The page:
Whenever we talk to parents of toddlers the pre-loaded question that spews out of us is “have we hit the terrible twos?”
No matter what the child in question is up to, be that sitting quietly colouring or climbing the walls like an arachnid on rocket fuel and fiz wiz. I’ve had approximately 7 million people ask me if River is going through the terrible twos recently, and I’ve even used it myself and the truth is… he is two and sometimes it can be terrible.
He surprised us when he was around 18 months old by counting to ten. “He’s a genius!” I exclaimed with pride. It turns out he has picked it up from the numerous youtube videos of grown adults opening kinder eggs and overpriced LOL surprise balls that are always drowned out with obnoxiously loud soundbites of counting. 1 hour of screen time a day you say? Bite me. My kid can count. But not on demand, I recently asked him to count for me and started him off “River, can you count to ten with mummy? One… Tw-”
“No! No! No! No! No! No! No! No! No! Nooooo!!” Ah well, at least there was ten.
The tantrums are now coming in thick and fast but it’s understandable. It must be so frustrating when you want a banana but your mum keeps giving you a yoghurt.
“HADSKDBFDFGHH” *hands yoghurt*
“H-A-D-S-K-D-B-F-D-F-G-H-H” *hands spoon*
“HADSKDBFDFGHH!!!!!!!!!” Annnnd then the tears. I understand it, if I ordered lasagne verde at a restaurant but was presented repeatedly with tempura prawns I too would cry hysterically. But at least when I place my food orders I enunciate.
I’m particularly enjoying River’s very public protests to my requests. As you know we are avid con-goers (nerds, if it pleases you) and recently went to London Film and Comic Con with the intention of meeting some Game of Thrones cast members. Whilst GoT may be the best thing on TV, it’s no Peppa Pig as far as River is concerned so we went prepared with everything a little man could possibly want to keep him entertained in what I would describe as a “mummy day out.”
We met Gemma Whelan (Yara Greyjoy from GoT) who was so lovely and reassuring about life with a toddler and we laughed about early wakes and generally about how difficult small children are along with the joys of breastfeeding. River tried to give her a fiver which I had handed to him to stop him screaming moments before we got to the front of the queue. All very sweet and civilised.
Cut scene to our photo op with Gemma who spotted River and I and welcomed us so sweetly. River was eating an apple (another peace keeping bribe) and Frankie misunderstood my eye contact panic for “please-come-and-grab-him” but what I meant was “I’m-sneaking-him-in-to-this-photo-for-free-so-act-cool” and ended up knocking River’s apple out of his hand. Tantrum ensues. Gemma panicked. I threw River to Frankie as quickly as I could. Gemma had to make a loud speech about how she hadn’t made the toddler cry, it was the apple. But really it was crime. (Sorry Gemma, I hope we’re still cool.)
To quote Yara “what is dead may never die” and I’m so numb to all this now I just sashayed out of there without a care in the world, screaming toddler and fluffy apple in tow.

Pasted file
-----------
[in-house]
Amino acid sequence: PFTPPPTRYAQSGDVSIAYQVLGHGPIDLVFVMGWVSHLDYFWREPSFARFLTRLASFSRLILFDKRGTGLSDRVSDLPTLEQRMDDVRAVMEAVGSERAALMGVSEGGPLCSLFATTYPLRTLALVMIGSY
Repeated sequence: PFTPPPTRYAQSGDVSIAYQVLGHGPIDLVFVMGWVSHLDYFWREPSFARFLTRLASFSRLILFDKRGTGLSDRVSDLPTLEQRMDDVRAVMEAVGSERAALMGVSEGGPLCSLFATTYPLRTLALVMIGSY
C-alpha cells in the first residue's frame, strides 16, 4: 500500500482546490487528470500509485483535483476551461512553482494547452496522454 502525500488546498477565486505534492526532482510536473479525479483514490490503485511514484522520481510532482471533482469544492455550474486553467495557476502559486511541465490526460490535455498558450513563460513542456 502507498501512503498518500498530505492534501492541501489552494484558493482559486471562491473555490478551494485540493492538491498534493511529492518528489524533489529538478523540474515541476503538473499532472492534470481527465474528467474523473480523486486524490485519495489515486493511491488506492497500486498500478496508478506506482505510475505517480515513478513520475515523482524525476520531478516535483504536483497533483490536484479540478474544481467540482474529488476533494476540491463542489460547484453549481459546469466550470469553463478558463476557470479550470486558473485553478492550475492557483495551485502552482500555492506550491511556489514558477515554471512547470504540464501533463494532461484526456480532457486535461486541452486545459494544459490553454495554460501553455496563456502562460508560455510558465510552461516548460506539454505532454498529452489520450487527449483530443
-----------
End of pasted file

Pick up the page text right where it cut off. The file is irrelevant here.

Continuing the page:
Anyone who I’ve spoken to recently will be bored to death of hearing how much River is now into snails. They are like his baby crack habit and we can’t leave the house without him running around the corner of the house to look for them because he once saw one there. We’ve had a few in the street tantrums because there was no snail to be gawked at and I can’t explain to him that we can’t insist the snail stays put for him to look at whenever he fancies. One snail he really took a liking to was there for a few days which we thought was odd. Turns out it’s dead. Not to worry, River has no idea and merrily shouts “HALLO NAYO!” every day as he leaves the house. RIP little buddy, your death has not been in vein – you are keeping our shit together until we at least get in the car.
With the ever developing mind of a small person, curiosity is now in full gear. River will see something he likes (for example, a digger) far, far away from where we are (for example, on the safety of a pavement) and will cross a perilous path to get to it without a care in the world (for example, an extremely busy car park.) He cannot understand why boring old stuffy mummy will grab him by the arm and scream “DO NOT JUST RUN IN FRONT OF THAT CAR” whilst simultaneously flipping off the person who beeped at us because they were minding their own business and trying to park but almost landed themselves a manslaughter charge on account of my unrestrained pest. More tears.
Sometimes I cannot wait for him to go to bed, but even that is quickly becoming one of the least fun parts of the day.
“River, time for a bath. Let’s get your clothes off.”
“NOOOOOOOOO!” *holds on to the bottom of his clothes like I’m a bad person*
*30 minutes and one bath later*
“River, let’s get nappy and pyjamas on please.”
“NOOOOOOOOO!” *throws all neatly laid out items over the balcony*
Which fucking is it? Do you want to be dressed or do you want to be naked?!
The only good thing about the tantrums is working out what this frustrated little person needs and solving it for them. There is no greater feeling. It’s like cracking the da Vinci code on your own without a transcript. The gratitude when something computes between us is second to none and there is nothing better than a hug when we get something right.
All in all, it’s not so terrible. I’m sure soon enough he will be able to tell me to fuck off with the fucking yoghurt and get his own banana.
Written by Stephany Donaghy-Sims for her blog, The Milky Gay.